Pregnancy can be a very exciting time, especially if it has been much anticipated.
Over the 40-week duration of pregnancy, many physical and emotional changes occur. Unfortunately, sometimes these can be associated with unpleasant symptoms, which can make pregnancy uncomfortable or difficult for some women.
Uncomfortable symptoms in pregnancy can include:
The adverse symptoms associated with pregnancy can usually be put down to a few factors:
The production or increase of certain hormones is necessary to sustain a healthy pregnancy, and starts immediately. However, these hormonal changes are believed to account for a number of the more unpleasant symptoms of pregnancy as well.
- Increases in Progesterone, Oestrogen and the production of Human Chorionic Gonadotropin (HCG) are believed to contribute to morning sickness
- Increased oestrogen may also contribute to skin changes – this makes some women “glow” but others complain of skin outbreaks
- Increased progesterone relaxes the smooth muscles in the body and the walls of the blood vessels. This may contribute to gastro-intestinal symptoms, varicose veins and also lowers blood pressure, contributing to dizziness or fainting
- Increased relaxin levels are believed to cause softening of the supporting ligaments and muscles throughout the body, which can contribute to various body aches and pains, including low back pain and pelvic girdle pain. It may also contribute to pelvic floor dysfunction
Shape and Posture Changes, Weight Gain
These changes tend to become more obvious in the second half of pregnancy, and can make life a little more uncomfortable for some women.
- The growing “baby bump” will cause a shift forward in the centre of gravity. This can place more load on the low back and pelvis, contributing to pain
- Compensatory changes can occur further up the spine, with some women also complaining of mid back, or neck pain and headaches
- The increasing size of the uterus can push up on the diaphragm and stomach, contributing to shortness of breath and reflux
- That same increased size and weight of the uterus also stretches the abdominal muscles and puts downward strain on the pelvic floor muscles. The can contribute to low back and pelvic girdle pain, as well as pelvic floor dysfunction
- The overall increase in weight and effect on posture may also contribute to other joints aches, including knee and hip pain
Other pregnancy-related changes
- An increase in circulating blood volume can contribute to varicose veins and Carpal Tunnel Syndrome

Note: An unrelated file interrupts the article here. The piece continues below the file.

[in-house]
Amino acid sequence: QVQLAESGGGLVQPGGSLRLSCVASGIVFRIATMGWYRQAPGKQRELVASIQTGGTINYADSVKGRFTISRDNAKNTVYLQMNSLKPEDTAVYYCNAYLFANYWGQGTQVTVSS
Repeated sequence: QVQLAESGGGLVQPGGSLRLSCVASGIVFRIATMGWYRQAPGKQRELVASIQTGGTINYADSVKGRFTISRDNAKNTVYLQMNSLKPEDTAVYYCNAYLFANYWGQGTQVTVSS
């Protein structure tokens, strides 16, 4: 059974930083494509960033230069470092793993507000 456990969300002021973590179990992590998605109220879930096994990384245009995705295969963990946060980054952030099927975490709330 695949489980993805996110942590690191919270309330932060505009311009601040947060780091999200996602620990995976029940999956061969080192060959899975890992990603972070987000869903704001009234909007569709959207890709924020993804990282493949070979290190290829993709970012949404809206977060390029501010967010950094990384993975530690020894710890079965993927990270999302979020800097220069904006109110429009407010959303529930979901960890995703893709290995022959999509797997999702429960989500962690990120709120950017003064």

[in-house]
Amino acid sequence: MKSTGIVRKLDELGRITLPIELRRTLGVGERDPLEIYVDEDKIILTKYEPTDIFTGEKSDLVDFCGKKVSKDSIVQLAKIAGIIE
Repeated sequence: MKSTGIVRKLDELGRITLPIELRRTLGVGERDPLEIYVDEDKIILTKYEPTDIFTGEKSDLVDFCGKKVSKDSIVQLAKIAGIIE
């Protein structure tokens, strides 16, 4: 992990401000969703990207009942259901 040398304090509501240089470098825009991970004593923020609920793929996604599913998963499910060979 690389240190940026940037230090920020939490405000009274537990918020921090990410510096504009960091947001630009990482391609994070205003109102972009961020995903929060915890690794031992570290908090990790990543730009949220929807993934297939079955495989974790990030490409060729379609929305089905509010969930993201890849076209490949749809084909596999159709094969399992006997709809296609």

- An increase in resting heart rate and body temperature make you feel like you are working harder at rest, and can make some feel light-headed and short of breath
Many of the adverse symptoms of pregnancy can be well-managed, or at least improved upon, with treatment.
- For more information on managing pelvic girdle pain, click here.
- For more information on managing Carpal Tunnel Syndrome, click here.
- For more information on pelvic floor dysfunction, click here.
- Morning sickness luckily only lasts for the first trimester for most pregnant women, although for some it can be prolonged. Eating a healthy diet, ginger tea, and continuing to exercise in pregnancy can all be helpful. A few unlucky women may experience extreme morning sickness (hyperemesis) and may need stronger medication to deal with this
- Gastro-intestinal symptoms such as reflux and bloating can be managed by eating smaller meals more often, rather than large meals 3 times a day
- Constipation can be managed by ensuring good toilet positioning and bowels habits, and eating a healthy diet with fibre included. Some women need assistance with stool softeners if the problem persists
- Varicose veins can occur in the legs or vulva, and can be quite painful. Support garments can be recommended, as well as ensuring sufficient movement/activity during the day to aid circulation
- Dizziness and fainting can be improved by ensuring adequate fluid intake and moving slowly from sitting or lying down to standing, to allow the blood pressure to adjust. Those with persistent symptoms should speak with their doctor and have their blood pressure checked
Advice for Pregnancy
- Seek help for any adverse pregnancy symptoms, as early intervention can make pregnancy a lot more comfortable
- Exercise during pregnancy is recommended, and can improve many joint aches, improves mood and the ability to cope with the demands of pregnancy
- Remember that sleeping on your back is not recommended in pregnancy. When sleeping on the side, you may be more comfortable with a pillow between your knees, and possibly extra padding under your hips
- There are many amazing changes occurring in the body during pregnancy – remember to account for these in your day to day life. You may need more rest, and to adapt the way you do some things to help you manage better
Need More Information?
You can read more about our treatment options and exercise options for pregnancy. To book see any of our experienced & qualified allied health staff about this issue, you can: